Note: The steps described below make your rootfs writable and use apt to install packages. Do only proceed if you know what you are doing and how to reinstall Ubuntu Touch in case of trouble. Also note that your changes might get lost after system updates.

Make sure to install a debug build of your app, e.g. via Clickable:

clickable --debug

Make sure you have started the app at least once normally with that version.

Enter a shell on your device via SSH and run all subsequent commands on the device.

Remount the root filesystem writable and install gdb:

sudo mount -o rw,remount /
sudo apt update
sudo apt install gdb libc6-dbg

You may need to repeat this step after an OTA update. Installing libc6-dbg is necessary due to a bug that probably won’t be closed, soon.

Find the app’s desktop file in the ubuntu-app-launch cache

ls /home/phablet/.cache/ubuntu-app-launch/desktop/

Let’s use Webber as an example. In this example /home/phablet/.cache/ubuntu-app-launch/desktop/webber.timsueberkrueb_webber_0.5.1.desktop. You will need that path in a second.

Change directory to the installation path of the app, which can be found at /opt/click.ubuntu.com/<appname>.<maintainer>/current. In case of Webber

cd /opt/click.ubuntu.com/webber.timsueberkrueb/current

Look for the Exec line in the desktop file to find out how to start the app

cat /home/phablet/.cache/ubuntu-app-launch/desktop/webber.timsueberkrueb_webber_0.5.1.desktop | grep Exec

In case of Webber this returns Exec=webber %U. This means the app is started by the command webber (we can omit the %U). This executable may be located directly in the app installation directory or in the sub directory lib/<arch-triplet>/bin, where <arch-triplet is arm-linux-gnueabihf or aarch64-linux-gnu depending on your device. In case of Webber on a armhf device the executable is located at lib/arm-linux-gnueabihf/bin/webber.

Sourcing the app environment

When an app is started, some environment variables are set and the app may rely on them to work properly. That’s why you may or may not need to do this step before starting gdb on your app, too. In this sections you will learn how it can be done.

Start your app normally. Then find out the process ID (PID)

ps aux | grep <command>

where <command> is the executable that starts the app. Example for Webber:

phablet  32384  8.6  2.2 340256 62620 ?        Ssl  08:41   0:01 webber
phablet  32576  0.0  0.0   5684   812 pts/47   R+   08:41   0:00 grep --color=auto webber

We ignore the grep command we just ran and find the PID to be 32384. While the app is still running execute:

. <(xargs -0 bash -c 'printf "export %q\n" "$@"' -- < /proc/<PID>/environ)

replacing <PID> with the the PID identified above:

. <(xargs -0 bash -c 'printf "export %q\n" "$@"' -- < /proc/30649/environ)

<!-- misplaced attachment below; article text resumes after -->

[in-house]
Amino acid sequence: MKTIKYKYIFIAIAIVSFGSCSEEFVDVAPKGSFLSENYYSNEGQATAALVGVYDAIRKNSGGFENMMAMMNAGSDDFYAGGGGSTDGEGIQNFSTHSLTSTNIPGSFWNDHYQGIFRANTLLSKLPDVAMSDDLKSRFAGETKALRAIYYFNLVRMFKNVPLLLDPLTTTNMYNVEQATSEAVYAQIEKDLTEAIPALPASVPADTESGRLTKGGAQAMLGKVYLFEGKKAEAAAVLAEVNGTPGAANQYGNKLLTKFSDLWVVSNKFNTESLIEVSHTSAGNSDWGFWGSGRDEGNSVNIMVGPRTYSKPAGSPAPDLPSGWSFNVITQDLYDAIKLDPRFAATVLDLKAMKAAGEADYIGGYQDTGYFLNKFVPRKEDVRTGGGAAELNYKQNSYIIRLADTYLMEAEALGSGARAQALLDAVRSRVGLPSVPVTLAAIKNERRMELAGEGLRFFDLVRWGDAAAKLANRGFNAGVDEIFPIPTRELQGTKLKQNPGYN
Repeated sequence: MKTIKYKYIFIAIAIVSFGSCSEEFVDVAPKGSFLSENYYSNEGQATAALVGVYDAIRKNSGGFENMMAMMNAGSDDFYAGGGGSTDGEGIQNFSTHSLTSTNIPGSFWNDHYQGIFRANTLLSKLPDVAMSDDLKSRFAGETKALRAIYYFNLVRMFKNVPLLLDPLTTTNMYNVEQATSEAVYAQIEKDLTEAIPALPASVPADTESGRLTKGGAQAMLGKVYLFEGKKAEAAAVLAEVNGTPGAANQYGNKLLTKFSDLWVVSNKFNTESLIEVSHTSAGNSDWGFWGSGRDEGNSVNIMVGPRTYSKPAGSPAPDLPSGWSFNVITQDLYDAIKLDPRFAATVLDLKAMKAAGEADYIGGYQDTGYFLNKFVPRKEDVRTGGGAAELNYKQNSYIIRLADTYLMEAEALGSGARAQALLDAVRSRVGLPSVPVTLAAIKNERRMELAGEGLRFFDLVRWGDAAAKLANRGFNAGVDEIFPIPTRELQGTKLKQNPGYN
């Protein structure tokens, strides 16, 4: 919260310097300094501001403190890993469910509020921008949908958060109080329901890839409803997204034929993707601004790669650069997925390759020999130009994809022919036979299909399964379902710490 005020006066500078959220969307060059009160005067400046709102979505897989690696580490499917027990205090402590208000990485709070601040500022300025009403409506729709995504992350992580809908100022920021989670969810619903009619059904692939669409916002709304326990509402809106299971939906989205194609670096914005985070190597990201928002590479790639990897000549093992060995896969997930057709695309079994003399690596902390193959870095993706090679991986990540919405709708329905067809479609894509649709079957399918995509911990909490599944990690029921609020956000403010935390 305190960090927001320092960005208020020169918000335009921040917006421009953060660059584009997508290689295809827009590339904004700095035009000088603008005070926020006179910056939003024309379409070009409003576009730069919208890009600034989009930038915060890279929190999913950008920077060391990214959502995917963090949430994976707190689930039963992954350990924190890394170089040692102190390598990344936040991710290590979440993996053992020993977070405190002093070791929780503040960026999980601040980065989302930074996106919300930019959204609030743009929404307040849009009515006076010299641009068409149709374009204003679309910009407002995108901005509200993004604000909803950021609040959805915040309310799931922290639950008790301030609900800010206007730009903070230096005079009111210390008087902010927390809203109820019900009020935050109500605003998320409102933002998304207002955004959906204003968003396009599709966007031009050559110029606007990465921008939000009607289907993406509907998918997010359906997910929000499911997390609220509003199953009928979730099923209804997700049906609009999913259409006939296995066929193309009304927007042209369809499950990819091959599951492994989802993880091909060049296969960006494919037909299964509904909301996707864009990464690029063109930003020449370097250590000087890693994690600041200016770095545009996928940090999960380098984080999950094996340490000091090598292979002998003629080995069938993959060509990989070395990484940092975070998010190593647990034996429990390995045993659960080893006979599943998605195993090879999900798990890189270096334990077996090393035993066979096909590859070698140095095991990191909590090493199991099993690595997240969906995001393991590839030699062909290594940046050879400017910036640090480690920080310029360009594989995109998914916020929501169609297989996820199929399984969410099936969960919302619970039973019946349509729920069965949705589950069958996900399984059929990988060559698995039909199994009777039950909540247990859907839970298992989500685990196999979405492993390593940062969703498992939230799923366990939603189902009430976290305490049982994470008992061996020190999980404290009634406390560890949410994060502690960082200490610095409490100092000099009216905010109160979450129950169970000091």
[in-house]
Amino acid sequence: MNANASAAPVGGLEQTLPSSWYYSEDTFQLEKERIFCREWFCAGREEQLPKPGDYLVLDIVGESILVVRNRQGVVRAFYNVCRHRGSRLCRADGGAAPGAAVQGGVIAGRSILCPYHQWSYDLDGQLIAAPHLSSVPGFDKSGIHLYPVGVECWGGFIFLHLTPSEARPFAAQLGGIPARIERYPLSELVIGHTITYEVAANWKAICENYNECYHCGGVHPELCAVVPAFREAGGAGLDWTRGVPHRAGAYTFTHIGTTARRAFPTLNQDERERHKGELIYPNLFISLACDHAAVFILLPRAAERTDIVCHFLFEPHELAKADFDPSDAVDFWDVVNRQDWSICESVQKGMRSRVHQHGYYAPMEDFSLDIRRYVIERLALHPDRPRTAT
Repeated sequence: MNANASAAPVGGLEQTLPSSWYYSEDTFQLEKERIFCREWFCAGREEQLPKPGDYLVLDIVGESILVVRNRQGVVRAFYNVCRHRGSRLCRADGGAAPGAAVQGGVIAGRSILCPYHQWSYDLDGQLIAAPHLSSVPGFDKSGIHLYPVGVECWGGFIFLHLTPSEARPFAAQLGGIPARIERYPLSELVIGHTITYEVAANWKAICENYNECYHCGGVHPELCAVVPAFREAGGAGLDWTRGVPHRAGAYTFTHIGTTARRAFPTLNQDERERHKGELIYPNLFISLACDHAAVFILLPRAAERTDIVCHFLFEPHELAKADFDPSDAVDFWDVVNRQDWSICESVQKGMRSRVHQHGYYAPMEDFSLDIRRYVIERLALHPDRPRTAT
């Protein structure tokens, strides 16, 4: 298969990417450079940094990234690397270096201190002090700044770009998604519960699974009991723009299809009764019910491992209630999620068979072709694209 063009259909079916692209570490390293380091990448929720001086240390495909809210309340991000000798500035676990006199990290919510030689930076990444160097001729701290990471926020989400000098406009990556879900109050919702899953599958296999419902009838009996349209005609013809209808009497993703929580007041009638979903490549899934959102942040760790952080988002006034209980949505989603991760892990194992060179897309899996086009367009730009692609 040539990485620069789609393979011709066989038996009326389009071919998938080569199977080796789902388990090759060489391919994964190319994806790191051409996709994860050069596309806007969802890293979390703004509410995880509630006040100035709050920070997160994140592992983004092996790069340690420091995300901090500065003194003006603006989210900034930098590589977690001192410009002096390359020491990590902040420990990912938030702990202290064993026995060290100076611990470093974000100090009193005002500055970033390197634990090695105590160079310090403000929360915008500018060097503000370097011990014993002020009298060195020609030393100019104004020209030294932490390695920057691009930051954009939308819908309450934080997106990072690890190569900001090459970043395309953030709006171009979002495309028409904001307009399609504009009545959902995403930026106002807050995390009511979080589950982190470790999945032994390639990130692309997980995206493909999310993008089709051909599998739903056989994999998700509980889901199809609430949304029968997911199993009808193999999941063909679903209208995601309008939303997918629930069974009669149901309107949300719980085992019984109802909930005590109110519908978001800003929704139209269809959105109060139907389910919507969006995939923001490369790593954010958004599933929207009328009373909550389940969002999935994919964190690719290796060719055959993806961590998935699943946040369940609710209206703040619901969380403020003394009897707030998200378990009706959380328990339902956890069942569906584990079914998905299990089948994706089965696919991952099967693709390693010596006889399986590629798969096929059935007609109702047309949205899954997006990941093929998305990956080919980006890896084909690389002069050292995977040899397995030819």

Now the environment is set up as it would be on a normal app start. Close the app and start debugging as described in the next section.

Debugging

Now you are set up to start your debugging session:

gdb -ex "handle SIGILL nostop" --args <executable> --desktop_file_hint=<cached-desktop-file>

In case of Webber this is

gdb -ex "handle SIGILL nostop" --args lib/arm-linux-gnueabihf/bin/webber --desktop_file_hint=/home/phablet/.cache/ubuntu-app-launch/desktop/webber.timsueberkrueb_webber_0.5.1.desktop

The -ex "handle SIGILL nostop" part avoids stopping at a SIGILL signal caused by OpenSSL probing the abilities of the architecture. Use GDB commands like break main and run to start debugging.


Notice: Jonatan Hatakeyama Zeidler is the author of this article. The content was originally written in March 2020 and first published on this (gsantner’s) blog. ‘I’ refers to the original author.


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Single-player blackjack game with optional basic strategy hints.
I started on the project in februrary 2020 to get 100% offline working crosstplaform apps running on a Ubuntu Touch / UBPorts phone and as a result uploaded the app to OpenStore.

Project description

NOTICE: Absolutely zero real money involved and no in-app-purchases or alike!
You always play with virtual coins, restart the game to get the initial amount of coins again.
The coin highscore is saved, you can view it in the left sidebar.

Rules

  • To keep the game simple, the initial bet is always one coin
  • 6 Decks, shuffled after 75% have been played
  • Blackjack pays 2-to-1
  • Dealer stands on any 17 (S17)
  • Double down on any two cards (D2)
  • Double down after splitting (DAS) (except Aces)
  • No resplitting (NR)
  • No insurance (NI)

The basic strategy suggestions are based on this ruleset.

Screenshots

 
 
 
 

– Please share this post & project in social networks and on UBPorts!
– Posted on Fediverse Friendica/diaspora/Mastodon
– Download from OpenStore

License

The app itself is MIT licensed, it’s a fork of kevinleedrum. My fork for Ubuntu touch has been changed to improve usability for mobile usage.